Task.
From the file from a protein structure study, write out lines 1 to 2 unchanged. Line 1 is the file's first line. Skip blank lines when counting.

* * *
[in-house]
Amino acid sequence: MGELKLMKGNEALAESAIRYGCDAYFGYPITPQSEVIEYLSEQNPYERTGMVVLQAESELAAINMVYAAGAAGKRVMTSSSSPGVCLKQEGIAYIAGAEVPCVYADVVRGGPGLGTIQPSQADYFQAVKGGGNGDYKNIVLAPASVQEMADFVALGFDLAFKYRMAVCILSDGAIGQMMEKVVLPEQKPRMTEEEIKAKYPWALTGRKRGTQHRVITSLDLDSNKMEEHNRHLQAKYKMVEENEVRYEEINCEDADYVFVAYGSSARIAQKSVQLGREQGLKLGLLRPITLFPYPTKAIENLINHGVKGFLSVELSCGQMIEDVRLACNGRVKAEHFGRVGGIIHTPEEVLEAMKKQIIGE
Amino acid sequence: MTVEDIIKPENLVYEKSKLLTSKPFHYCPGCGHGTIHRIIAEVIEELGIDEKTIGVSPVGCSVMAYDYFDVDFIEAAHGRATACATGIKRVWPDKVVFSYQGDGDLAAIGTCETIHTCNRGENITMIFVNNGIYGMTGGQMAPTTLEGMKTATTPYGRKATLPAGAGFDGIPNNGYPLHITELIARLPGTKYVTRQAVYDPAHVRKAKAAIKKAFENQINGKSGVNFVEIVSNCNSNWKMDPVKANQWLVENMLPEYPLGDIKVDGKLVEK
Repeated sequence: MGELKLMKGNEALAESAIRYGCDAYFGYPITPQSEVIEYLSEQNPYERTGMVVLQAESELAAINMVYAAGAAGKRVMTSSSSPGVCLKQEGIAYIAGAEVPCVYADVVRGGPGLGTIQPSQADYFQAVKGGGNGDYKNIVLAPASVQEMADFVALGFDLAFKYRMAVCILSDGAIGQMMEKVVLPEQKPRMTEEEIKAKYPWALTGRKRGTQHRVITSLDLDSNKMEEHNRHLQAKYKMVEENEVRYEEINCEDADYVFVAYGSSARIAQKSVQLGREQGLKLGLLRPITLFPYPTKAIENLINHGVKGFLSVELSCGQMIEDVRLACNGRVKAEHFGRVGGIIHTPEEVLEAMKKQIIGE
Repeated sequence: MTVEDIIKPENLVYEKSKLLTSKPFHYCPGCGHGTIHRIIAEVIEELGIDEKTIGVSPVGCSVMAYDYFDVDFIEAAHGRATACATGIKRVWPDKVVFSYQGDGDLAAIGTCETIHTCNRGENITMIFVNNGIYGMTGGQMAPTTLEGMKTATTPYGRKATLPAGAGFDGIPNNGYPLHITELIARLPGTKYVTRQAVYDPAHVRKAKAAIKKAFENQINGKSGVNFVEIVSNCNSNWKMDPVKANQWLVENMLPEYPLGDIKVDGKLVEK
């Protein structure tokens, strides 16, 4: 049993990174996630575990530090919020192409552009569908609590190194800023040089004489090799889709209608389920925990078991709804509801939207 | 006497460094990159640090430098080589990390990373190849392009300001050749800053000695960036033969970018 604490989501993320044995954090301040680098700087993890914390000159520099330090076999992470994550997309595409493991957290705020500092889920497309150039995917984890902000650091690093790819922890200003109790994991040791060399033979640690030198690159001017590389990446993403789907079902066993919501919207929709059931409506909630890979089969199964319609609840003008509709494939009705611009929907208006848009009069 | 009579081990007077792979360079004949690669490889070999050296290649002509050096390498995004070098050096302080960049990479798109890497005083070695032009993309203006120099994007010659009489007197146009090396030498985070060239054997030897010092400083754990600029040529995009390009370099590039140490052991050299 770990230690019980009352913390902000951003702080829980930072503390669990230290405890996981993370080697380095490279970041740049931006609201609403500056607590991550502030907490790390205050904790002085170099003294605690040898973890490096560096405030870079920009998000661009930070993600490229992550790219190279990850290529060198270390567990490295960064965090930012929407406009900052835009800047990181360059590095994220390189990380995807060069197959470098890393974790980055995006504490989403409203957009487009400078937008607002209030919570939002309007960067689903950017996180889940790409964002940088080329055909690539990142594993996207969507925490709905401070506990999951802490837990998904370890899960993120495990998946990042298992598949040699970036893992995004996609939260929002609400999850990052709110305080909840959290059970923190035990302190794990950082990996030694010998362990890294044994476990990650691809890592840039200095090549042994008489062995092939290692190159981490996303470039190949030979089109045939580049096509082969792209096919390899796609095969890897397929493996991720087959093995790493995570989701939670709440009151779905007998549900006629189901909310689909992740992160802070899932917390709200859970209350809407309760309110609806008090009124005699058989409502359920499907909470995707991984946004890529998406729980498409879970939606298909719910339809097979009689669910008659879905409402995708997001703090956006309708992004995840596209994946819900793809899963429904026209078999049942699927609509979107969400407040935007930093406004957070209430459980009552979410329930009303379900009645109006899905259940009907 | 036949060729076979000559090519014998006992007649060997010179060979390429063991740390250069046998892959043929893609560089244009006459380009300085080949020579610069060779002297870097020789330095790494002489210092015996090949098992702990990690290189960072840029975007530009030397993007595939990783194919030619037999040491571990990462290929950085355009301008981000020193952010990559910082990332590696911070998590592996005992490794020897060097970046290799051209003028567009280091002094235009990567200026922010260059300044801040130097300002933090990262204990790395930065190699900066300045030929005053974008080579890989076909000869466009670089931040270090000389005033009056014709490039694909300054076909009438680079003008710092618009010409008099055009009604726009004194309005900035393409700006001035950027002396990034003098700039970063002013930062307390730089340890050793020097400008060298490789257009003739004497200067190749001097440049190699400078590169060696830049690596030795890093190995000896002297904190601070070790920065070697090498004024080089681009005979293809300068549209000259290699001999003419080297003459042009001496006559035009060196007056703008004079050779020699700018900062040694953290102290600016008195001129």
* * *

[in-house]
Amino acid sequence: MGELKLMKGNEALAESAIRYGCDAYFGYPITPQSEVIEYLSEQNPYERTGMVVLQAESELAAINMVYAAGAAGKRVMTSSSSPGVCLKQEGIAYIAGAEVPCVYADVVRGGPGLGTIQPSQADYFQAVKGGGNGDYKNIVLAPASVQEMADFVALGFDLAFKYRMAVCILSDGAIGQMMEKVVLPEQKPRMTEEEIKAKYPWALTGRKRGTQHRVITSLDLDSNKMEEHNRHLQAKYKMVEENEVRYEEINCEDADYVFVAYGSSARIAQKSVQLGREQGLKLGLLRPITLFPYPTKAIENLINHGVKGFLSVELSCGQMIEDVRLACNGRVKAEHFGRVGGIIHTPEEVLEAMKKQIIGE